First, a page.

This article may require copy editing for removal of essay-like material. (January 2022)
Some data should be freely available to everyone to use and republish as they wish, without restrictions from copyright, patents or other mechanisms of control. The goals of the open-source data movement are similar to those of other "open(-source)" movements such as open-source software, hardware, open content, open specifications, open education, open educational resources, open government, open knowledge, open access, open science, and the open web. The growth of the open data movement is paralleled by a rise in intellectual property rights. The philosophy behind open data has been long established (for example in the Mertonian tradition of science), but the term "open data" itself is recent, gaining popularity with the rise of the Internet and World Wide Web and, especially, with the launch of open-data government initiatives such as Data.gov, Data.gov.uk and Data.gov.in.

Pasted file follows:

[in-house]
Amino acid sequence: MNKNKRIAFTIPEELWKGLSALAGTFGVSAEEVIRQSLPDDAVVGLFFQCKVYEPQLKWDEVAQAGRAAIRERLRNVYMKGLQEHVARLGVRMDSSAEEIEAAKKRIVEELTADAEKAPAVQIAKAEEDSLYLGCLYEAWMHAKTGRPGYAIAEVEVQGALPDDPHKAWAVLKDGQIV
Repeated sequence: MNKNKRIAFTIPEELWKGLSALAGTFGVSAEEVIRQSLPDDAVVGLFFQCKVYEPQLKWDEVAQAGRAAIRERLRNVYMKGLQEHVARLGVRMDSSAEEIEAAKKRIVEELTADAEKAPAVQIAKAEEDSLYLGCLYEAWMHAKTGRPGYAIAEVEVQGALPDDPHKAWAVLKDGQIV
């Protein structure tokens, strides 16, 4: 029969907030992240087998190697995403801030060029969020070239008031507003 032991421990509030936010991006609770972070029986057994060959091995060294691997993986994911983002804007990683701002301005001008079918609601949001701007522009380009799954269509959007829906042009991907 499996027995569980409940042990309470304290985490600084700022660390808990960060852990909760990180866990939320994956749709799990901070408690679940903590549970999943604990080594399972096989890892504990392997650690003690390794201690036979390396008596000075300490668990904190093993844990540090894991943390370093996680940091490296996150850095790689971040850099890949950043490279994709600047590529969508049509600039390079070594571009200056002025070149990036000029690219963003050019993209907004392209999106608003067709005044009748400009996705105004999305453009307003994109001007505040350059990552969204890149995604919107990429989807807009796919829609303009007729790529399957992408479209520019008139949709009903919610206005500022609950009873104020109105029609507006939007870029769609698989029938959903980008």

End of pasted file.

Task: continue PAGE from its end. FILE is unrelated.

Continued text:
Open data can also be linked data - referred to as linked open data.
One of the most important forms of open data is open government data (OGD), which is a form of open data created by ruling government institutions. Open government data's importance is born from it being a part of citizens' everyday lives, down to the most routine/mundane tasks that are seemingly far removed from government.